- Clients:Greater London Authority, South Kilburn Trust
- Graphic Design:Europa
- Design Team:Tim Riley, Tony Staples, Georgia Fear
- Country:United Kingdom
Text description provided by the architects. The Granville is a workspace and community hub located in South Kilburn offering affordable workspace to local entrepreneurs and provides space for community events. It houses South Kilburn Trust and their services including business advice, employment training and resident activities; and incorporates existing uses ranging from a children’s centre to a community kitchen. The refurbishment of the 19th century church hall, is an ambitious example of mixed-use, community-led regeneration as the centre is the result of a two-year long partnership between a diverse range of project partners and local people determined to bring this treasured community asset back into full use.
The building culminates in the original church hall, a wonderful double height space with slender timber columns and generous windows which flood the interior with natural daylight. Here we created the enterprise hub, a new home for the much-loved, but now run down, South Kilburn Studios. Working with a tight budget we focused on openness and flexibility. Using a palette of low-cost materials, we created a series of open studios arranged around a bright blue staircase which linked the two floors of the workspace and further accentuated the height of the hall. The intention was to create a triple height market hall, where on arrival you would be able to look out across the two floors and see all the activity going on in the individual studios and experience the buzz of creative enterprise.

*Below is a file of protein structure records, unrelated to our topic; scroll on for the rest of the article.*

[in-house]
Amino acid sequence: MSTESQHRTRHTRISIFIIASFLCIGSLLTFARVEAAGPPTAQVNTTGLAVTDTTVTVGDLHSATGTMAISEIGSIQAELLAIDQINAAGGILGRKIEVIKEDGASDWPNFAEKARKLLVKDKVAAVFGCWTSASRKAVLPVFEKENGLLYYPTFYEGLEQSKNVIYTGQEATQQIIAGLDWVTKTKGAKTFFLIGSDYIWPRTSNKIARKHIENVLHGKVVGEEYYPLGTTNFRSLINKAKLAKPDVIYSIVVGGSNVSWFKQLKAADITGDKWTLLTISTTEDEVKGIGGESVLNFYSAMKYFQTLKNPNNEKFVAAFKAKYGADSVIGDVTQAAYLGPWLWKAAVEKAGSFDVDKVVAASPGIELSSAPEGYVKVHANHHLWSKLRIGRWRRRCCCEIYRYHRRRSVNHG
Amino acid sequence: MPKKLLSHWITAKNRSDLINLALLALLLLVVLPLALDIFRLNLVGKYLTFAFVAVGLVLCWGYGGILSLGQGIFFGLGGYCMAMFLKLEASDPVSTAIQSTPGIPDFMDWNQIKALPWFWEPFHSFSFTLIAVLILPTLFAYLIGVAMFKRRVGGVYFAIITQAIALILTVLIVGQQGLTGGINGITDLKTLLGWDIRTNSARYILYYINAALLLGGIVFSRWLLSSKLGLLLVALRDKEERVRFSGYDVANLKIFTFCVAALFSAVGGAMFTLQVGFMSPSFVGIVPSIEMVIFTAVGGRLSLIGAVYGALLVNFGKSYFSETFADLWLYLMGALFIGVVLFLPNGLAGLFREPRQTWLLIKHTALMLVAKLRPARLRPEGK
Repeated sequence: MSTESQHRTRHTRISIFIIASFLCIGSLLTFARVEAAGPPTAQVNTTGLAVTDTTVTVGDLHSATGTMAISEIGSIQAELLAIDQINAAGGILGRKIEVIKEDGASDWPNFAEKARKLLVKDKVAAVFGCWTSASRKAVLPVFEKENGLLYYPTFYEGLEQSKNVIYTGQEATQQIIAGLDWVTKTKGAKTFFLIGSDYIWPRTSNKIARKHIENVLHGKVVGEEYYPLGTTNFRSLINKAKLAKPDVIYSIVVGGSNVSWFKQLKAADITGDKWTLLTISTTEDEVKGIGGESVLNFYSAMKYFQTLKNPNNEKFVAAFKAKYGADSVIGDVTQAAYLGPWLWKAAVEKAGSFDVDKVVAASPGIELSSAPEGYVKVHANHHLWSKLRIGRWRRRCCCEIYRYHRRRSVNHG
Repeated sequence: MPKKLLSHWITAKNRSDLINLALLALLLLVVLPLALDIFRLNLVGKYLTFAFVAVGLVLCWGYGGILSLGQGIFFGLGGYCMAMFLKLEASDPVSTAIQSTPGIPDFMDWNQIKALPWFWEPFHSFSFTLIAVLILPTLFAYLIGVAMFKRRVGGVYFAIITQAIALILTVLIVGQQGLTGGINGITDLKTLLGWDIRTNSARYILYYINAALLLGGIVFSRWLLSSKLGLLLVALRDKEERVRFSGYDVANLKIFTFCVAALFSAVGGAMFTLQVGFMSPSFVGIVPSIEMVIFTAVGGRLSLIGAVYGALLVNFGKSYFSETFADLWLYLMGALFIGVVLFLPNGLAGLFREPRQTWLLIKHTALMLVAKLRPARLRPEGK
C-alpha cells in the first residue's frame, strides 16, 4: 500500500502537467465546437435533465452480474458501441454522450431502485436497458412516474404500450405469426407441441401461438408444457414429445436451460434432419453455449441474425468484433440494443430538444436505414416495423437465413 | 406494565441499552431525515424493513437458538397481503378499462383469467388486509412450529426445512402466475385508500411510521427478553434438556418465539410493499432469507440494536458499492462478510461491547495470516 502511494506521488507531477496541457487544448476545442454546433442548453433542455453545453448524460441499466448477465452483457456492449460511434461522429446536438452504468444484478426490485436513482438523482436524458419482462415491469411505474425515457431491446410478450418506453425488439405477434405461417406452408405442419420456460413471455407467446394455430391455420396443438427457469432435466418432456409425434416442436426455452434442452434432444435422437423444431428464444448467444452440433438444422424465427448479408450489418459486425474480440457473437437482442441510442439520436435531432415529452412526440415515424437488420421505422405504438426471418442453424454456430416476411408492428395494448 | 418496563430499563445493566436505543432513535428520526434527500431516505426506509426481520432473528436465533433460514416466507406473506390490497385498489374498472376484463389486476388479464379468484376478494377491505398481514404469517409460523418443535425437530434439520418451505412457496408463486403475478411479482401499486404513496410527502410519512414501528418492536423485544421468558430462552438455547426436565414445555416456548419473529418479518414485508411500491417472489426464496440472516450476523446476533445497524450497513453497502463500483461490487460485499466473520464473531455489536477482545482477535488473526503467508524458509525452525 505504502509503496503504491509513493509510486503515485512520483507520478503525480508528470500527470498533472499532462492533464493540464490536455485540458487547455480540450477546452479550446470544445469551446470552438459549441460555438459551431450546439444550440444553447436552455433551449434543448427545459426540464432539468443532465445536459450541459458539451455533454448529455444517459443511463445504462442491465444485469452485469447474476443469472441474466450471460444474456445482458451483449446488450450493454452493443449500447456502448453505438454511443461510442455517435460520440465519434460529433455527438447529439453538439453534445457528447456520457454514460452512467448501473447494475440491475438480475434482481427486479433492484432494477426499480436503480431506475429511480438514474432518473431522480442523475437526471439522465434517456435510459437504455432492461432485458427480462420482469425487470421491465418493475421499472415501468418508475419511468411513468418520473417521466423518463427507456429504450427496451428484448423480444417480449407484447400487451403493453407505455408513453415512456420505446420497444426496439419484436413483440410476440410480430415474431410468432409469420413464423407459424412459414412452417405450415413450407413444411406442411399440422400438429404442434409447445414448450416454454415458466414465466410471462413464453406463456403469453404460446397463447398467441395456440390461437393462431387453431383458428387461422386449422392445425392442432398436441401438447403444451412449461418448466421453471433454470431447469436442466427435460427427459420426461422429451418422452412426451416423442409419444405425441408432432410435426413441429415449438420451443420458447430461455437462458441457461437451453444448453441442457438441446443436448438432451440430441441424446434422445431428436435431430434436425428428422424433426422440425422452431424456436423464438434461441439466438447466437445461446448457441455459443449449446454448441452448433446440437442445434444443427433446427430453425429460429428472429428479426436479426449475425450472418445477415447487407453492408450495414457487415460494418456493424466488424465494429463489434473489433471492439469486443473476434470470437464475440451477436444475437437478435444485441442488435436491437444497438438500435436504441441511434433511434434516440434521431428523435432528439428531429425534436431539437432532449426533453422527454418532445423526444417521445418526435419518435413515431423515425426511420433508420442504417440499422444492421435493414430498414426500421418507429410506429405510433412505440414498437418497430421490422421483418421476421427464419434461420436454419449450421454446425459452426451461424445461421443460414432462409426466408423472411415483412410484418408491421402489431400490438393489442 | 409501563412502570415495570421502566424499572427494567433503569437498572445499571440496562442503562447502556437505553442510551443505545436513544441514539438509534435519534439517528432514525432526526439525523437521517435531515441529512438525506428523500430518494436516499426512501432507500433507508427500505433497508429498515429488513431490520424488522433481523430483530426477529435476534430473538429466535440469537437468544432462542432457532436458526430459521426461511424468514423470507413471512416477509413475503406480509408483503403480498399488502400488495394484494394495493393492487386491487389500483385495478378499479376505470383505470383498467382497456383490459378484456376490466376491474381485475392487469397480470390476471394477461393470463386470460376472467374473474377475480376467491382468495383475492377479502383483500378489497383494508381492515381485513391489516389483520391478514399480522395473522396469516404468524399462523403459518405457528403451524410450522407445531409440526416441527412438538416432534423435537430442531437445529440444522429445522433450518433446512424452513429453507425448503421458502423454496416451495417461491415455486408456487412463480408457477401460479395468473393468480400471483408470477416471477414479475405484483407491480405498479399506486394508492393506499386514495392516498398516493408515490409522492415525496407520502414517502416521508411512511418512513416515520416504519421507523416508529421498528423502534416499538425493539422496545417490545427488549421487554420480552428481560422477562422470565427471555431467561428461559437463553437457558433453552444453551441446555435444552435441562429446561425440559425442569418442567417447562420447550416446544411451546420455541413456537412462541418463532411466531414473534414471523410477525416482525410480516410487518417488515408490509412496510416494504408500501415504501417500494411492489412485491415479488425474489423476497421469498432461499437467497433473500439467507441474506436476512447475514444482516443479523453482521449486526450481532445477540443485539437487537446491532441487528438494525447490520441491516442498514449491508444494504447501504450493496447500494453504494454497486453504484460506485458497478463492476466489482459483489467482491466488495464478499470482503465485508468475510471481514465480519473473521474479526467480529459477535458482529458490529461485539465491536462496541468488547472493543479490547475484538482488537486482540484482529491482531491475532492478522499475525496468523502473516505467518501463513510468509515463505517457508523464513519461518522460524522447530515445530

Further strategic moves to open up the building to the local community include activating a previously hidden garden and creating a brightly-coloured public entrance and arrival sequence. This was to increase use of the south-facing garden, delivering visitors directly into the heart of the building while resolving complex access issues. The open ‘living room’ nature of the completed space, coupled with the community café encourages interaction between users, fostering collaboration and a supportive communal environment.
From the outset, RCKa worked with key project partners to set out a commercially viable long-term vision for the project which enabled capital funding to be secured and a new future for the building to be realised. Day visits to exemplar schemes, public consultation events, working models, life size drawings and one-to-one workshops contributed towards a collaborative design process which drew on the skills and knowledge of a diverse range of stakeholders and consultees. The result is a design for the renovation of Granville that carefully mediates between multiple user requirements, whilst integrating opportunities to improve community cohesion and encourage social interaction.